The researchers, for example, also evaluated water, multi-hazard mitigation and climate plans that include drought, in addition to drought-specific documents. Each plan was given a score based on the team’s evaluation criteria. Each state was then given a total score combining the different plan types. Scores for climate plans were excluded, however, due to their variable formats and given that not every state had one.

“The database allows researchers to look at broad patterns in state planning and ask questions that would have previously been impossible,” said Jedd about the value that the NDMC’s database has for researchers like her.

With individual and state-level scores in place, Jedd and Smith could then statistically compare the relationship between a state’s planning score, income tax revenue and drought exposure, based on the U.S. Drought Monitor Drought Severity and Coverage Index. Both drought exposure and plan scores varied dramatically, but, as the researchers expected, the two were related. Those states in the top third in terms of drought exposure, like the Southwestern states, had a higher median planning score than states with lower drought exposure.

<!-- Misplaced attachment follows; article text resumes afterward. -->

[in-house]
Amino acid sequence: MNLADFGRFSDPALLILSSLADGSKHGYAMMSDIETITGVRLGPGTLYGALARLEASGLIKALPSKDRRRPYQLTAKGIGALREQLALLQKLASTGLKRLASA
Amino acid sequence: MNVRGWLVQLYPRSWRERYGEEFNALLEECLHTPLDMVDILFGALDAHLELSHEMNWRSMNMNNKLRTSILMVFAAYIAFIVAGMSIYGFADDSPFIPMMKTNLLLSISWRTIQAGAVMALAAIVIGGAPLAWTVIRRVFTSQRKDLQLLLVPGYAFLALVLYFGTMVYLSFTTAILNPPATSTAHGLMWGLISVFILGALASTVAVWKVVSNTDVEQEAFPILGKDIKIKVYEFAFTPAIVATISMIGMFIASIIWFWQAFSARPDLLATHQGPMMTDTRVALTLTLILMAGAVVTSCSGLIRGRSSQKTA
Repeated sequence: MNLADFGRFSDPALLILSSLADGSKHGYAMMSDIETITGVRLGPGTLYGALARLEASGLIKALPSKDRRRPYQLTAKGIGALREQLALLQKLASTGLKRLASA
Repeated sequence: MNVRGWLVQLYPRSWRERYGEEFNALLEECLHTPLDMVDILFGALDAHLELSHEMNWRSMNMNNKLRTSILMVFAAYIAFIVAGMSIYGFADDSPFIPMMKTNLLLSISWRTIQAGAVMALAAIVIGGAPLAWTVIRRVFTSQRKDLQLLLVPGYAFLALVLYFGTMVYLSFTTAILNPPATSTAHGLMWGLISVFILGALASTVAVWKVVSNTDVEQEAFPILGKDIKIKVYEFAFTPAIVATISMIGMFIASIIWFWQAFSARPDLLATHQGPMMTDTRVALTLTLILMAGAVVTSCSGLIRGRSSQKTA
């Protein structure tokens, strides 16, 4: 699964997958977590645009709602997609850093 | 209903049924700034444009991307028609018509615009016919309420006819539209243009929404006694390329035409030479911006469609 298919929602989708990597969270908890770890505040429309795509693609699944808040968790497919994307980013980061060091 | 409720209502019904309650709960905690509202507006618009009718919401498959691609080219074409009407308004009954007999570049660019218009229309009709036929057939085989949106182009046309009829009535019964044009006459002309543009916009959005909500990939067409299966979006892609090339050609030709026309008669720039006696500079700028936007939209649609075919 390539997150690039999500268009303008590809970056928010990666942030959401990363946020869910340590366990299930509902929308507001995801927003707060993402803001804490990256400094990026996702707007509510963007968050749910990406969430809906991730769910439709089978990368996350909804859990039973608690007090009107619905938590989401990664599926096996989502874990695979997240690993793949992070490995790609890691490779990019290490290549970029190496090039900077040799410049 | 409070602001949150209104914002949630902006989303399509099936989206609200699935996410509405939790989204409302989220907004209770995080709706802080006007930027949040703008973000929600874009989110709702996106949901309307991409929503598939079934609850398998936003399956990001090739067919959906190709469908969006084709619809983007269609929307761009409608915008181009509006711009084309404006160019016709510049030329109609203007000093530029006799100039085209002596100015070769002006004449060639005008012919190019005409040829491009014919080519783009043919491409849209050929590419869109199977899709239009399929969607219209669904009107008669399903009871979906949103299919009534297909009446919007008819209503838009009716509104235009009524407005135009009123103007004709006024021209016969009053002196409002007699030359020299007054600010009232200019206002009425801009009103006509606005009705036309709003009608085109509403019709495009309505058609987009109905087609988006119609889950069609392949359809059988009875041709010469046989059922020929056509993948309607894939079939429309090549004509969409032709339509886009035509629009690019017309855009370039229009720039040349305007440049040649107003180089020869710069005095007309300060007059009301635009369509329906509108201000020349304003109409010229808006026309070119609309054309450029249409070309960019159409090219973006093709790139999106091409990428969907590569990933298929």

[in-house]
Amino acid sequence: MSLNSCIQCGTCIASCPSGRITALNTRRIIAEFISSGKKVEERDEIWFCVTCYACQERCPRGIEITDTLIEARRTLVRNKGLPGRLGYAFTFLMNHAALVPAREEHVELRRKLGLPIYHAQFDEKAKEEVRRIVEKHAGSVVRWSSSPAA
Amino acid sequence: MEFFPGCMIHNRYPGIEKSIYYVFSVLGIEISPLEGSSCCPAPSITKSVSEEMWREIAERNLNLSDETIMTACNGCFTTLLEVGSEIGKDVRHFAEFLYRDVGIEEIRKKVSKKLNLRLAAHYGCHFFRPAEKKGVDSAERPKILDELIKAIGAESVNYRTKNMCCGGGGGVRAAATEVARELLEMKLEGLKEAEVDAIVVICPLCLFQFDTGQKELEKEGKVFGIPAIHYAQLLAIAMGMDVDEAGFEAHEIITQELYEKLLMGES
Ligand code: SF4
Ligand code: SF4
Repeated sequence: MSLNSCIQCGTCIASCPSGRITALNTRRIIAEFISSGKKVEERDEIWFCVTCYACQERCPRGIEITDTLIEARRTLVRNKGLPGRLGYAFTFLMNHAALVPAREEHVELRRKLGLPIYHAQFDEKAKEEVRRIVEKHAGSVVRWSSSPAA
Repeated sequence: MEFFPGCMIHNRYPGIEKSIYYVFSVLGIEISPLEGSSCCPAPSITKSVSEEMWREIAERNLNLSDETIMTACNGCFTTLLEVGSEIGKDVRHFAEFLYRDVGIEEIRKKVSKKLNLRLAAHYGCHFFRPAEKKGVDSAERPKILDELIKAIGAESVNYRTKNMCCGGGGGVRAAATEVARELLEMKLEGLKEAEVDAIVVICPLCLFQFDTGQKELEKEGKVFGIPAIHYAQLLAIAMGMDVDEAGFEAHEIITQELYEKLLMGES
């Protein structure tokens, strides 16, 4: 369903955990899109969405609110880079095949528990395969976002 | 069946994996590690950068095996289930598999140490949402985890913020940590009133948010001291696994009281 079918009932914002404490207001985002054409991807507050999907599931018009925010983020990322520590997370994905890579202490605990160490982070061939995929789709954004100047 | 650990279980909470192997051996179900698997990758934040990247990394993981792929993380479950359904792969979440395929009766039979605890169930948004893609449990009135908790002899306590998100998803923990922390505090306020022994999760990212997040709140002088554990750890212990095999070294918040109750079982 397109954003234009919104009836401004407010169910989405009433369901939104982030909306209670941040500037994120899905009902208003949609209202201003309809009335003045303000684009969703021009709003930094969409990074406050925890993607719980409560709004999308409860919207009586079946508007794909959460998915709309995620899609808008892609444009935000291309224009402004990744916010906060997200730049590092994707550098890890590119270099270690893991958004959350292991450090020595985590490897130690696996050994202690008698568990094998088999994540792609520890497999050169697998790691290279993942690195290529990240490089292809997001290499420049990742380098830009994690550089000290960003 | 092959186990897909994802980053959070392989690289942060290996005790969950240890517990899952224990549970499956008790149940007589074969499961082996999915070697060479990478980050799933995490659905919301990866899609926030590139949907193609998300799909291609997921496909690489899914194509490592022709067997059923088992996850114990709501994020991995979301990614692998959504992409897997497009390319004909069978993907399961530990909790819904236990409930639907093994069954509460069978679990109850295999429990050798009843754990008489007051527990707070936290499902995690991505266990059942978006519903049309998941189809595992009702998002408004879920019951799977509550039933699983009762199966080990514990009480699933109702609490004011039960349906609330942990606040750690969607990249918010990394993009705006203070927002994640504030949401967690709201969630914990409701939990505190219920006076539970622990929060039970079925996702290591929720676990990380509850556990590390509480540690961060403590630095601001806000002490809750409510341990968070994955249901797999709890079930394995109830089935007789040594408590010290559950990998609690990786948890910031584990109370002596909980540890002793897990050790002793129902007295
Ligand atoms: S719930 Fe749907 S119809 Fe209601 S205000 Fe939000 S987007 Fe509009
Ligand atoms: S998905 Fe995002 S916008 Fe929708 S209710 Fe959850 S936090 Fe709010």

The researchers also thought that, perhaps, it’s a state’s financial resources that encourage drought planning. But surprisingly, the other relationship they looked at to test that idea—between income tax revenue and drought exposure—didn’t pan out.

“We expected that a state’s financial resources would play a role in how comprehensive a state’s drought planning was simply because these plans can be expensive and require significant collaboration and expertise,” said Jedd. “So, it was somewhat surprising to see that, on the aggregate level, tax revenues don’t impact plan scores.”

There were some outliers, of course, to the trend. Indiana and Rhode Island, for example, were in the bottom third in terms of drought exposure; yet both had some of the highest total planning scores of any state. The researchers expect that both states’ long history of drought planning—Rhode Island, for example, had its drought of record back in the 1960s—has helped them be more proactive and prepared. For Jedd, those outliers highlight another value of having a comprehensive database of drought plans. She says they can be a useful resource for planners who are looking to learn from each other and adopt best practices from other states.

“Establishing a connection between experiencing drought and planning for drought is a step forward in our scientific understanding of drought planning,” Smith said. “Sometimes it takes years or multiple episodes for a state’s drought experience to turn into a drought plan.”  

Meanwhile, the NDMC’s constantly growing collection of plans that address drought may be of use to those just embarking on planning or who want to see how other states are tackling the challenge. The NDMC provides the database as a service to drought planners around the country. Anyone involved in state drought planning and response is welcome to provide updates to the NDMC by emailing or

-- Leah Campbell, NDMC Communications